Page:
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The most daunting thing about doing homework is knowing much time it will take. No child likes to see their free afternoon devoted to all work and no fun! Education and parenting experts chimed in on a very important piece of advice: setting a schedule.

Utilize break times

Lemi-Ola Erinkitola, Author and Award-winning Educator, said:

Most young children have short attention spans, and when they become frustrated their ability to problem solve is greatly reduced. Give your child 15 – 30 minutes to work on their homework in earnest, then break it up with an activity that requires some amount of movement or shift in thinking. Once they’ve had 10 – 20 minutes away from their assignment, encourage them to return to it. This will allow them to approach it with a fresh mind. As your child gets older they may be able to work uninterrupted for longer periods of time. Be mindful of them as they work, and if they seem to be overly stressed or anxious, remind them to step back.

Johnna A. Ithier of JohnnaIthierSpeakLife said:

Work in intervals. Take a walk in between, do exercise, yoga. Make a chart indicating times for everything including homework, creating a to-do list that can be checked off.

Make the timer the competition

 

JoAnn Crohn, CEO of Whimsicle, said:

At the beginning, my daughter looked at her packet of homework and burst into tears. She insisted that it was too long, too hard and she could never finish it. We broke out the timer. I suggested, “Here, we will set the timer for five minutes. You try to finish as much as you can in five minutes and then take a break. Sound good?” Then, it becomes a competition. How much can she get done before the timer runs out? I just turned homework into a game.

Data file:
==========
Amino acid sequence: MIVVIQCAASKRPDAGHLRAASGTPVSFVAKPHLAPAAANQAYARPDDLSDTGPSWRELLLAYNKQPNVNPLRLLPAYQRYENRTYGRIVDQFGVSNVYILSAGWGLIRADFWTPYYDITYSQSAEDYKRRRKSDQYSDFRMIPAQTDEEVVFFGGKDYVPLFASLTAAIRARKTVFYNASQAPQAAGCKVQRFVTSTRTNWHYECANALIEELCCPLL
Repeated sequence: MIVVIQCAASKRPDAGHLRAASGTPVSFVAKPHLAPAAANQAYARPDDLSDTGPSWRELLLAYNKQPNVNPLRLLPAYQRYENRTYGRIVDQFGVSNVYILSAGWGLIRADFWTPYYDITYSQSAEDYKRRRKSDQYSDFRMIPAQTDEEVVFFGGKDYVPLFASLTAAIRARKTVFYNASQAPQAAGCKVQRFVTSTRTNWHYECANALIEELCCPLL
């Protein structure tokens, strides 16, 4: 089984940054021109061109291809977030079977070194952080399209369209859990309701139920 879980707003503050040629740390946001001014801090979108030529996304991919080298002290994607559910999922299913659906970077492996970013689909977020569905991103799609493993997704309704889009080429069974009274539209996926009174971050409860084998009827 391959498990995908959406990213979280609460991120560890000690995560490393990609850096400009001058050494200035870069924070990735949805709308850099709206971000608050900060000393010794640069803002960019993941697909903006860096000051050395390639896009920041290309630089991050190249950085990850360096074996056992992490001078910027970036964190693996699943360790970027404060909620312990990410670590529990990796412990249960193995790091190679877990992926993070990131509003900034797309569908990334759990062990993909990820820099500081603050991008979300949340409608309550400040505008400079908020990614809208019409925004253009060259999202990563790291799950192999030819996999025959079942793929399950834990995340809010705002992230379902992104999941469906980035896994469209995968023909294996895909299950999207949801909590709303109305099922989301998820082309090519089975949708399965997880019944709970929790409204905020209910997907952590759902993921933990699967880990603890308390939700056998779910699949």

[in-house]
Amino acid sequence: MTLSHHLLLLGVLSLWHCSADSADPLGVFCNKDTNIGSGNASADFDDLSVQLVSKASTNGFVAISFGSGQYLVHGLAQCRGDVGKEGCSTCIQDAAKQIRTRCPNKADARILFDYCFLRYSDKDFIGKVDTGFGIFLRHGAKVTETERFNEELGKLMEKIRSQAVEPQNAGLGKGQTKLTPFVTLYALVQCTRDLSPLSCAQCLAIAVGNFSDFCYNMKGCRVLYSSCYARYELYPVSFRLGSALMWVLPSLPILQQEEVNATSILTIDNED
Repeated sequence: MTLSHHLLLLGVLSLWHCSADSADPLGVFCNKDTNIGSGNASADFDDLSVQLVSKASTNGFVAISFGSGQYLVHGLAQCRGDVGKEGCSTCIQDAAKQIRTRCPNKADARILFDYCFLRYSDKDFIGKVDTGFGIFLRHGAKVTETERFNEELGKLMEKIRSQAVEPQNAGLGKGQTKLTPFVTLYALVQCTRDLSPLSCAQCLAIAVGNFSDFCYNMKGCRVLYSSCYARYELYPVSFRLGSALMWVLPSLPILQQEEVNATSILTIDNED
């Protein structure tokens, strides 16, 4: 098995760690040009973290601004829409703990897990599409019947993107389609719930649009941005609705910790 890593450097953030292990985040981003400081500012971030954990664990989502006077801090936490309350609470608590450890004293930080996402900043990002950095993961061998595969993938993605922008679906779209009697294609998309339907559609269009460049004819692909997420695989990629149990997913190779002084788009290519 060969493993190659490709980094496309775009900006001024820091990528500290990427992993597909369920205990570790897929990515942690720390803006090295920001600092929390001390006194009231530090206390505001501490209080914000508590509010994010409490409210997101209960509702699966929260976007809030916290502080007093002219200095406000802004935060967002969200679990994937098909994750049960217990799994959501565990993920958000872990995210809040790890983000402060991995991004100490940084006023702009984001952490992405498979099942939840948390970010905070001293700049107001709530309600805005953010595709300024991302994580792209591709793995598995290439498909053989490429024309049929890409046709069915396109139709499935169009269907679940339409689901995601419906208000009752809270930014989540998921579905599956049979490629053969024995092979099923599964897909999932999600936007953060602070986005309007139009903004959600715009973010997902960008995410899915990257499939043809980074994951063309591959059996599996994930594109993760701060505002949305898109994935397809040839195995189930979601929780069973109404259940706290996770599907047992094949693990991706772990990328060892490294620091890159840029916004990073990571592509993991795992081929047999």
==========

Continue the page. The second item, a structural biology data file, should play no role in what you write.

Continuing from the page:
Dr. Fran Walfish, author of The Self-Aware Parent, said:

Use a timer. Designate how long homework time is. If you have a 2nd grader it can be 20 minutes long. Set the timer. If your child finishes in 10 minutes she must sit with her work until the timer goes off. She can proofread or learn to go slower and avoid careless mistakes. Instead of you being The HomeworkCop, let the timer be the target of your child's fury.

Be mindful of them as they work, and if they seem to be overly stressed or anxious, remind them to step back.

Let your child set the agenda

Shane Warren of www.shanewarren.com said:

Allow your child to set the agenda... which is about letting them do the subject they want to do when; but monitor it as we need to ensure we cover all subjects, not just the fun nor easy ones... but in essence let your little ones have strong input into what subject and tasks they want to do.

Dr. Emily Levy of EBL Coaching said:

Setting up a regular homework routine at the start of the school year is a key component of organizational success. Some children enjoy completing their homework as soon as they get home, to “get it over with” and move on to more “fun” activities. Others need a small snack and are then ready to work, while many kids need a few hours to fully wind down before they are ready to work again. The key is to help your child determine a routine that works for him, then keep it consistent. Do what you can to help him stick with this routine. For instance, if he prefers a small snack before getting to work, try to have that snack ready for him as soon as he walks in the door. If he prefers to eat dinner before working, aim to have dinner ready at the same time each day. Consistency is key, as it will ultimately help him maintain his homework routine.

Key Takeaways:

1
Blocks of homework should be broken up with ample breaks.
2
Utilize a timer to give your child something to beat.
3
Let your child be involved in figuring out what works best.

With these suggestions in mind, you and your child can plan out a timed homework period with ample breaks.

That's not all -- you can find more homework avoidance tips here! Learning Success System can also help you find which micro-skills need strengthening and increase learning ability -- take our free assessment here!

 

This is part three of a four-part series.

Here's Part One and Part Two.


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